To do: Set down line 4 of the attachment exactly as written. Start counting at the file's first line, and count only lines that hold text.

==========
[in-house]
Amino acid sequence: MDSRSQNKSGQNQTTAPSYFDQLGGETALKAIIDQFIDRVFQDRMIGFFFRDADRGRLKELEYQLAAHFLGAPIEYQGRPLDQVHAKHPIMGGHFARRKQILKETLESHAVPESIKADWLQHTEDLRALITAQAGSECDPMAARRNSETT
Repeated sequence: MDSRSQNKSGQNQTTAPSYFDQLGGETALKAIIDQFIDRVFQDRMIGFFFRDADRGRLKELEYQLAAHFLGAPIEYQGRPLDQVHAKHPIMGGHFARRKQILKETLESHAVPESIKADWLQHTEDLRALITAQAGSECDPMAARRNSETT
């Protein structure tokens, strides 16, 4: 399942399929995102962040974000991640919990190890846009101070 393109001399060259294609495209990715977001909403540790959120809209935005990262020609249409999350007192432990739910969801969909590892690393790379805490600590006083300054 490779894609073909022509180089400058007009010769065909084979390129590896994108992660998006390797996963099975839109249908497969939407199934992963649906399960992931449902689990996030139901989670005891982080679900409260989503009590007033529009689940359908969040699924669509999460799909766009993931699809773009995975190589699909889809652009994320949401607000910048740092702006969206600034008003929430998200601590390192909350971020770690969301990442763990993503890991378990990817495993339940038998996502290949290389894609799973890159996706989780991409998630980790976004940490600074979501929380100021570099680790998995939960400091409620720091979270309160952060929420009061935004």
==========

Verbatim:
């Protein structure tokens, strides 16, 4: 399942399929995102962040974000991640919990190890846009101070 393109001399060259294609495209990715977001909403540790959120809209935005990262020609249409999350007192432990739910969801969909590892690393790379805490600590006083300054 490779894609073909022509180089400058007009010769065909084979390129590896994108992660998006390797996963099975839109249908497969939407199934992963649906399960992931449902689990996030139901989670005891982080679900409260989503009590007033529009689940359908969040699924669509999460799909766009993931699809773009995975190589699909889809652009994320949401607000910048740092702006969206600034008003929430998200601590390192909350971020770690969301990442763990993503890991378990990817495993339940038998996502290949290389894609799973890159996706989780991409998630980790976004940490600074979501929380100021570099680790998995939960400091409620720091979270309160952060929420009061935004």